BY Claire McNamara
On Sept. 30, Sacred Heart held an information session in the Martire Center regarding SHU in Dingle. According to Sacred Heart’s website, “SHU in Dingle is an immersive Irish Studies program in the heart of the Irish-speaking Dingle Gaeltacht region.”
Students have the option of going for a two-week program or a full semester of the academic year. For the short-term program, Dingle is offered during winter break, May and both summer sessions, as well as a pre-fall program in August.
Mikayla Amato, a junior, said, “I did the past spring semester in Dingle and it was the best time ever. Dingle ended up feeling like a second home and I didn’t really ever want to leave.”
The school offers programs in biology, communication and media arts, criminal justice, exercise science, health science, history, liberal arts, nursing, social work, and tourism and marketing.
Junior Paige Larkin went to Dingle last spring for the semester.
“Dingle is a part of Ireland where it’s still pure Irish culture. Most people there speak Gaelic, whereas it’s not spoken as much in other parts of the country,” said Larkin. “Going abroad, you get to travel to other countries too. You get to see so much. The school provides two excursions during a semester trip. One weekend it’s a London excursion, the other weekend we went to Galway.”
Students can familiarize themselves with Dingle’s culture by going out to eat as well as traveling around outside the campus.
“For lunch, we don’t have a cafeteria, so you go out onto town, go to the pubs, get lunch or a sandwich at the grocery store,” said Amato. “They use euros there but SHU provides you with a meal plan if you’re there for a semester. You get lunch and dinner vouchers; you get to use those at different local restaurants and stuff. You can use them at the grocery store, too; it’s basically like your cash.”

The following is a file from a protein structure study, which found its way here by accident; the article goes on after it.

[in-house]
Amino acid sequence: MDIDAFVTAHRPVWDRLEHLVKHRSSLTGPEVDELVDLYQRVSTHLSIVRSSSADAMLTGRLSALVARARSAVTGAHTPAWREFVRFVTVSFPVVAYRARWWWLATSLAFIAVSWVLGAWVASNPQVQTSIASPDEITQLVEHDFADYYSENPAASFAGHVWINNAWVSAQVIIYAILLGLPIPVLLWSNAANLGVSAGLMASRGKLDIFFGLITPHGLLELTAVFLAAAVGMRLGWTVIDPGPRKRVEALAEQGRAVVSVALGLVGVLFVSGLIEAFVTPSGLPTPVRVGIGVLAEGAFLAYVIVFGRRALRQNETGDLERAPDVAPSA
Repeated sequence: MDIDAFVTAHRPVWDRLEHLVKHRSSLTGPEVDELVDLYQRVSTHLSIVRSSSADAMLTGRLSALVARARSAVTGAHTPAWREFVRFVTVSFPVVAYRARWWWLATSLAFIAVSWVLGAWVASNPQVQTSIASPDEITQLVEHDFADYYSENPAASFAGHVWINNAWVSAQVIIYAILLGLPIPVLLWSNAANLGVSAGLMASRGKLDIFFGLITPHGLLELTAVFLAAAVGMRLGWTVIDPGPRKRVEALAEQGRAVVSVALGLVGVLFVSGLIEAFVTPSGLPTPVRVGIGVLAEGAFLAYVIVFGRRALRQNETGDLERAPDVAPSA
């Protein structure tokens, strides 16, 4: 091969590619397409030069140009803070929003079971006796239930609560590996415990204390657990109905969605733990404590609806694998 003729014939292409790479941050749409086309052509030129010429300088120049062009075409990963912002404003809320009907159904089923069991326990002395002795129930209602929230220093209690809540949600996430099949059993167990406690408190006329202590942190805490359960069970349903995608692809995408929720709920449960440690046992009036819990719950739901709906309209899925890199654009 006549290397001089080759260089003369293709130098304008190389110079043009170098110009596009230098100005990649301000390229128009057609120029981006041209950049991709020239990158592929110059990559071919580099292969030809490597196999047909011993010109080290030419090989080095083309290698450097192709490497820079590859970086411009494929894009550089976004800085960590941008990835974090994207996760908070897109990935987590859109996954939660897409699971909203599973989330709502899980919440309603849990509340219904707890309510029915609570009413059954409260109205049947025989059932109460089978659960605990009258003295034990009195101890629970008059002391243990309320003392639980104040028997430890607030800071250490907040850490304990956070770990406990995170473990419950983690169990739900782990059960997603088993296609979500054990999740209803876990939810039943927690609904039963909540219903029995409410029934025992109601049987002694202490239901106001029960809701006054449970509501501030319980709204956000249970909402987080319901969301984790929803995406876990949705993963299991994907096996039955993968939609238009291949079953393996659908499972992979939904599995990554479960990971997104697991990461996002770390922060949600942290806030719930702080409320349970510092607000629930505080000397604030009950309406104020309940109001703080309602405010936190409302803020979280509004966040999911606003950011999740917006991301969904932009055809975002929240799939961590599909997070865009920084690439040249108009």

There are many pubs, restaurants and bars to check out around campus: Murphy’s Pub, John Benny Moriarty’s, McCarthy’s Pub, Paul Geaney’s Bar, The Global Village, Doyle’s Seafood Restaurant, O’Sullivan’s Courthouse Pub, The Mighty Sessions, and one of the oldest pubs, O’Flaherty’s.
“The whole town is basically your campus. You don’t have a quad or anything like that, so you literally are immersed in the culture and the town,” said Larkin.
Gerry McCloghry is an adjunct professor at Sacred Heart who taught at the two-week summer session in Dingle last year.
“Dingle is an opportunity to meet new people and new cultures. It’s a way to experience it first-hand. So, in a lot of these classes, professors will take students on site trips related to what they are studying,” said McCloghry. “There are a lot of group tours, The Blasket Islands and a number of other places and there’s plenty of other activities to keep everyone busy and to keep their interest up too.”
Students can also take part in activities around town and outside campus like cycling, golfing, horse riding, Irish dancing and singing, surfing and many others.
“Studying abroad helps students look at things from a different perspective,” said Larkin. “You learn a lot about yourself and what you are capable of when you go abroad. You have to adapt to the culture there and adapt to the culture when you get back. I thought that was a big thing, coming back to the United States after being away for a while. There wasn’t much of a culture shock when I got there, more of one when I came back.”
Students learn about the history and traditions of Ireland. For example, the well-known bottlenose dolphin who has lived in the Dingle Bay since 1983, who locals named Fungie. Students can also visit famous churches and experience traditional Irish music to learn more about the culture around them while they are there.
“SHU in Dingle is an opportunity to explore something new,” Amato said. “I’ve realized that everything is so much bigger than just our campus at Sacred Heart, there is so much more to explore, there are so many different kinds of people and places out there.”